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GOP senators push for detainee policies

Liz Sidoti Associated Press

WASHINGTON – Senate Republicans pushed ahead Monday with legislation that would set rules for the treatment and interrogation of terrorism suspects in U.S. custody, despite a White House veto threat.

The Bush administration, led by Vice President Dick Cheney, is working to kill the amendments that GOP Sens. John McCain of Arizona and Lindsey Graham of South Carolina want to tack onto a bill setting Defense Department policy for next year.

McCain, a former prisoner of war in Vietnam, and Graham, who spent 20 years as an Air Force lawyer, introduced the legislation Monday. Senate Armed Services Committee Chairman John Warner, R-Va., has endorsed the effort.

“What we’re trying to do here is make sure there are clear and exact standards set for interrogation of prisoners,” McCain said on the Senate floor.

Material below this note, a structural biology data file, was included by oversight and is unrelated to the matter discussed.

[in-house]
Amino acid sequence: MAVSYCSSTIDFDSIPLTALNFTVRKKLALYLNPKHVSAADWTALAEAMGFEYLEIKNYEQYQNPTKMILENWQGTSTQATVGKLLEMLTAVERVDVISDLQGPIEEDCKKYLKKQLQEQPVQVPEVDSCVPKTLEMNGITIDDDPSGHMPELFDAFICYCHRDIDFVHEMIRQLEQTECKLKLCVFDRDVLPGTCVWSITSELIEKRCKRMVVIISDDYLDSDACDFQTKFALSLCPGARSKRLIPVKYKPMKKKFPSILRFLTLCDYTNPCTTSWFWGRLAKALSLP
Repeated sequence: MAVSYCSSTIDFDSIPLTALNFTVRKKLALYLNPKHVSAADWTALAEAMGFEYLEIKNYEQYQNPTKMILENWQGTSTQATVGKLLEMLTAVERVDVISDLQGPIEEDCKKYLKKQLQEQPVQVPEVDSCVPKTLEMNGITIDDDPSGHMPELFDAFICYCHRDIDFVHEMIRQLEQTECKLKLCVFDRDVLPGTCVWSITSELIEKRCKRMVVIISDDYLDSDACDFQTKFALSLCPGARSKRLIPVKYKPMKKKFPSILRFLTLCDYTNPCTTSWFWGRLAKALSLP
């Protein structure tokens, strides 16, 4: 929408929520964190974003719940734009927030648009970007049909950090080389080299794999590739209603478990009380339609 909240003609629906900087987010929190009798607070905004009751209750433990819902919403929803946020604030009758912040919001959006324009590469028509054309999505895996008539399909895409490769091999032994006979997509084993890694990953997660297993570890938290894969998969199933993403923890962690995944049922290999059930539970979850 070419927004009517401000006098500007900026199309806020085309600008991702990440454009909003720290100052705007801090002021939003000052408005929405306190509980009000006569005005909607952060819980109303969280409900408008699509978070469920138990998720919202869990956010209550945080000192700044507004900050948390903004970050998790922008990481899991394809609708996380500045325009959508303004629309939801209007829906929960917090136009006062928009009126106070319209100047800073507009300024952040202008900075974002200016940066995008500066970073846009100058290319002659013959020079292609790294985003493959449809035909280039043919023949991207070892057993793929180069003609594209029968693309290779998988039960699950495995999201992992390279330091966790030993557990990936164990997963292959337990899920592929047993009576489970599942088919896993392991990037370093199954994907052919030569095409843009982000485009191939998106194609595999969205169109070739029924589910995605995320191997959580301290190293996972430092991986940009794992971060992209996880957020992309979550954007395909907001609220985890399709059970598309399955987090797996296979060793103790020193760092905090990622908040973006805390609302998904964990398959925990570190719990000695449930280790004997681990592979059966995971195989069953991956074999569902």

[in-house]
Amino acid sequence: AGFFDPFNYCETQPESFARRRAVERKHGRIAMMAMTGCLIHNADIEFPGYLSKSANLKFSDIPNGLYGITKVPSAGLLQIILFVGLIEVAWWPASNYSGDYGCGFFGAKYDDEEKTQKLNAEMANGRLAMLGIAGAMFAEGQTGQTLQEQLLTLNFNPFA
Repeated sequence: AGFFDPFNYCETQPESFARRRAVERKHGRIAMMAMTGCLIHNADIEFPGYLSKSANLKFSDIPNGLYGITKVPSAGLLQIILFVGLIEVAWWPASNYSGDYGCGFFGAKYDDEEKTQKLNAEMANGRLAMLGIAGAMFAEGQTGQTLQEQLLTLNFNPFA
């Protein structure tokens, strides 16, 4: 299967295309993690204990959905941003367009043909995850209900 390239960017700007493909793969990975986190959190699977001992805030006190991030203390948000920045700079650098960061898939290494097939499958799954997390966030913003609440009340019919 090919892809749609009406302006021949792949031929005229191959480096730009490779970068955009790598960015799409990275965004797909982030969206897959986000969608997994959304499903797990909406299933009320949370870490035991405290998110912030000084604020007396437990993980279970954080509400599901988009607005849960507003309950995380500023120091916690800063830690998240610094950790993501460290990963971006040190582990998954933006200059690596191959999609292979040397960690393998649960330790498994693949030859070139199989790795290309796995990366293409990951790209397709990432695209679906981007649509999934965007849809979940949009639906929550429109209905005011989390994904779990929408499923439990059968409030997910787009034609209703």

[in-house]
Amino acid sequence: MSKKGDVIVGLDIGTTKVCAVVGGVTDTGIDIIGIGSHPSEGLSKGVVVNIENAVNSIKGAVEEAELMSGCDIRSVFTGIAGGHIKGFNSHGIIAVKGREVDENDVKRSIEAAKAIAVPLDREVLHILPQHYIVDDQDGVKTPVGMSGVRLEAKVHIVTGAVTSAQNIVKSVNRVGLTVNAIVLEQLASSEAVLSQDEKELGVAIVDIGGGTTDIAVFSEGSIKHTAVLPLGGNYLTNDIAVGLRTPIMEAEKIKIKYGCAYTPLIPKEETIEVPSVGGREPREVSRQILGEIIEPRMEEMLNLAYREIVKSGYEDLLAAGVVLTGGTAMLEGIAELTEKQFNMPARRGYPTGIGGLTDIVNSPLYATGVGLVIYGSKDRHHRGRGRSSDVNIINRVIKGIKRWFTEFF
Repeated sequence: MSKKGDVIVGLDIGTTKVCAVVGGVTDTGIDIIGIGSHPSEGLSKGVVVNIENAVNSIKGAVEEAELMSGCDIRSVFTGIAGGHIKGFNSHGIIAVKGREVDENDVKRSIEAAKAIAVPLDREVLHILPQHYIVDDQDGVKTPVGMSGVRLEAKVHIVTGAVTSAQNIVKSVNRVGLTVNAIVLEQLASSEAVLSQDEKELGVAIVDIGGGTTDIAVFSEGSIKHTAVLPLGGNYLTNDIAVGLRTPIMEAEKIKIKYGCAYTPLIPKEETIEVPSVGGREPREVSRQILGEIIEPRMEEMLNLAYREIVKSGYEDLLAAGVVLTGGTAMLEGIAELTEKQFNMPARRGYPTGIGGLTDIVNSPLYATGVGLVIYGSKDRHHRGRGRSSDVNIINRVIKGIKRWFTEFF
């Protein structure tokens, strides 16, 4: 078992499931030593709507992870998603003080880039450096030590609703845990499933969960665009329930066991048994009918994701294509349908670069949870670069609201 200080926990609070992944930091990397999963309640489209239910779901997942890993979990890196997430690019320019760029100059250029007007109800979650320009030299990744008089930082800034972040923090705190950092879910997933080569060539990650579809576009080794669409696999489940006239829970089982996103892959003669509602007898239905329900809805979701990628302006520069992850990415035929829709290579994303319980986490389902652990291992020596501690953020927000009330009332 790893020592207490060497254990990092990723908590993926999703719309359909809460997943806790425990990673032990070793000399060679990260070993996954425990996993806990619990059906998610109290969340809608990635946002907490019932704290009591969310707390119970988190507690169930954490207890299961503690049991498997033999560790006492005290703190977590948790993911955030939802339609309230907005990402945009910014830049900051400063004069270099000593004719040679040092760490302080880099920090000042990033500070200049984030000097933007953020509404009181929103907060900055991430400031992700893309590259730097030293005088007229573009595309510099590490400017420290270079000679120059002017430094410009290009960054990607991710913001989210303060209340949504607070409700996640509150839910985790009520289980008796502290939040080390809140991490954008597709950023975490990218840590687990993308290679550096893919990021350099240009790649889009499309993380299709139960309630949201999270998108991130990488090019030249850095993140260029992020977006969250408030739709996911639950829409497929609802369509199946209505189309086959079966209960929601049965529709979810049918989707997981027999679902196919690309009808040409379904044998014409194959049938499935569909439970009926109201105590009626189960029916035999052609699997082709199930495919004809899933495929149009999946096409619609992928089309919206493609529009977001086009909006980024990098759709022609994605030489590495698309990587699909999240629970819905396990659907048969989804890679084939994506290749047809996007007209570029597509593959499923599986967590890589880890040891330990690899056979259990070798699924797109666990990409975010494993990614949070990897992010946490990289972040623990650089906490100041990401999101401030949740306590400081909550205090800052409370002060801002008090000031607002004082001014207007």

Sen. Jeff Sessions, R-Ala., shot back, “I reject the idea that this Defense Department and our Army and our military is out of control, is confused about what their powers and duties and responsibilities are.”

Republicans said the measures were not toned down even though White House lobbying against them intensified late last week.

Cheney met with the three Republican lawmakers just off the Senate floor for about 30 minutes Thursday evening to object to detainee legislation. McCain said the meeting was the second in as many weeks between Cheney and top Armed Services members over administration concerns about the defense bill.

The administration said in a statement last week that President Bush’s advisers would recommend a veto of the overall bill if amendments were added that restricted the president’s ability to conduct the war on terrorism and protect Americans.

“They don’t think congressional involvement is necessary,” McCain said in an interview.

Senate aides estimate that nearly a dozen Republicans could be on board – which would be more than enough for the amendments to pass if Democrats support them as well.

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